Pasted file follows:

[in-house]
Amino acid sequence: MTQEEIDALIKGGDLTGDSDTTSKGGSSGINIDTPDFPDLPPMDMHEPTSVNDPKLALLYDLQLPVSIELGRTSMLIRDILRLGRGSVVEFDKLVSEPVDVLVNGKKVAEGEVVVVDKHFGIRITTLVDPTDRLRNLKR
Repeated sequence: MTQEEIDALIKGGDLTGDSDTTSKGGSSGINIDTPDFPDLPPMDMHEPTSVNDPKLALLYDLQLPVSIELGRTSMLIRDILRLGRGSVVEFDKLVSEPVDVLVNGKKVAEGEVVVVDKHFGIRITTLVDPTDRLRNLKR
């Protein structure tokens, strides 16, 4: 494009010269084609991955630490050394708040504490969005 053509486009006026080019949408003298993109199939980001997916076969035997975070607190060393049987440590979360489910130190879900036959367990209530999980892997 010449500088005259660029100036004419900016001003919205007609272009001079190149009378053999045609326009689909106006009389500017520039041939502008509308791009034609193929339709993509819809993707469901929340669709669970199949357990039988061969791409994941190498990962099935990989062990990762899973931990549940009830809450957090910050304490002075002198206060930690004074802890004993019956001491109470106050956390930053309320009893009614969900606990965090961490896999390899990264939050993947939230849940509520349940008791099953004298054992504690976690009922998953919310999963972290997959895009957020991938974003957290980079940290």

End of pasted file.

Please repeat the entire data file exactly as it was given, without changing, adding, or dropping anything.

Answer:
[in-house]
Amino acid sequence: MTQEEIDALIKGGDLTGDSDTTSKGGSSGINIDTPDFPDLPPMDMHEPTSVNDPKLALLYDLQLPVSIELGRTSMLIRDILRLGRGSVVEFDKLVSEPVDVLVNGKKVAEGEVVVVDKHFGIRITTLVDPTDRLRNLKR
Repeated sequence: MTQEEIDALIKGGDLTGDSDTTSKGGSSGINIDTPDFPDLPPMDMHEPTSVNDPKLALLYDLQLPVSIELGRTSMLIRDILRLGRGSVVEFDKLVSEPVDVLVNGKKVAEGEVVVVDKHFGIRITTLVDPTDRLRNLKR
């Protein structure tokens, strides 16, 4: 494009010269084609991955630490050394708040504490969005 053509486009006026080019949408003298993109199939980001997916076969035997975070607190060393049987440590979360489910130190879900036959367990209530999980892997 010449500088005259660029100036004419900016001003919205007609272009001079190149009378053999045609326009689909106006009389500017520039041939502008509308791009034609193929339709993509819809993707469901929340669709669970199949357990039988061969791409994941190498990962099935990989062990990762899973931990549940009830809450957090910050304490002075002198206060930690004074802890004993019956001491109470106050956390930053309320009893009614969900606990965090961490896999390899990264939050993947939230849940509520349940008791099953004298054992504690976690009922998953919310999963972290997959895009957020991938974003957290980079940290």